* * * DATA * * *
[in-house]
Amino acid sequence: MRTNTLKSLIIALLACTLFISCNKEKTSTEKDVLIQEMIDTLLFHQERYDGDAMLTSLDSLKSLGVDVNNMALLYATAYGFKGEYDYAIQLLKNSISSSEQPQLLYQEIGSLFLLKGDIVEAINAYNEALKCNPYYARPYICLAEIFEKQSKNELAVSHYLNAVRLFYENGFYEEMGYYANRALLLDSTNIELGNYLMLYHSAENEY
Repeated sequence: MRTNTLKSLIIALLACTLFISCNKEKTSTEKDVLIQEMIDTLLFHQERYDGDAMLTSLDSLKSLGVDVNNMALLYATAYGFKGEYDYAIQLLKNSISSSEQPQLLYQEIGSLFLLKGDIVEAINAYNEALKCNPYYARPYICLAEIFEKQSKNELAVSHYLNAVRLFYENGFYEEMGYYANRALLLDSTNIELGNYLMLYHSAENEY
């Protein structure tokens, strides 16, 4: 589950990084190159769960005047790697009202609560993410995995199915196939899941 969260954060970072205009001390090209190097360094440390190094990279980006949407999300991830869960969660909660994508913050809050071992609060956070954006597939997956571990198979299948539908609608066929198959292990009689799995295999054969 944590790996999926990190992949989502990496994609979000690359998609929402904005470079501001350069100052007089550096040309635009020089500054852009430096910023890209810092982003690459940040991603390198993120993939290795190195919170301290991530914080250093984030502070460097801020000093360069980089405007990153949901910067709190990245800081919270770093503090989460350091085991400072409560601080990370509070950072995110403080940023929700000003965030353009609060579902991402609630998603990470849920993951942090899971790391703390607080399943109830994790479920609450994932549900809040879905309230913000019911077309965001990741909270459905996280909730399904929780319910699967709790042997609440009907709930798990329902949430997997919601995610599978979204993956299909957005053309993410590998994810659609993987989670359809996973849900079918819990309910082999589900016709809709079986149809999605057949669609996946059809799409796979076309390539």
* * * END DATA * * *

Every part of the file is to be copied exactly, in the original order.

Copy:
[in-house]
Amino acid sequence: MRTNTLKSLIIALLACTLFISCNKEKTSTEKDVLIQEMIDTLLFHQERYDGDAMLTSLDSLKSLGVDVNNMALLYATAYGFKGEYDYAIQLLKNSISSSEQPQLLYQEIGSLFLLKGDIVEAINAYNEALKCNPYYARPYICLAEIFEKQSKNELAVSHYLNAVRLFYENGFYEEMGYYANRALLLDSTNIELGNYLMLYHSAENEY
Repeated sequence: MRTNTLKSLIIALLACTLFISCNKEKTSTEKDVLIQEMIDTLLFHQERYDGDAMLTSLDSLKSLGVDVNNMALLYATAYGFKGEYDYAIQLLKNSISSSEQPQLLYQEIGSLFLLKGDIVEAINAYNEALKCNPYYARPYICLAEIFEKQSKNELAVSHYLNAVRLFYENGFYEEMGYYANRALLLDSTNIELGNYLMLYHSAENEY
């Protein structure tokens, strides 16, 4: 589950990084190159769960005047790697009202609560993410995995199915196939899941 969260954060970072205009001390090209190097360094440390190094990279980006949407999300991830869960969660909660994508913050809050071992609060956070954006597939997956571990198979299948539908609608066929198959292990009689799995295999054969 944590790996999926990190992949989502990496994609979000690359998609929402904005470079501001350069100052007089550096040309635009020089500054852009430096910023890209810092982003690459940040991603390198993120993939290795190195919170301290991530914080250093984030502070460097801020000093360069980089405007990153949901910067709190990245800081919270770093503090989460350091085991400072409560601080990370509070950072995110403080940023929700000003965030353009609060579902991402609630998603990470849920993951942090899971790391703390607080399943109830994790479920609450994932549900809040879905309230913000019911077309965001990741909270459905996280909730399904929780319910699967709790042997609440009907709930798990329902949430997997919601995610599978979204993956299909957005053309993410590998994810659609993987989670359809996973849900079918819990309910082999589900016709809709079986149809999605057949669609996946059809799409796979076309390539």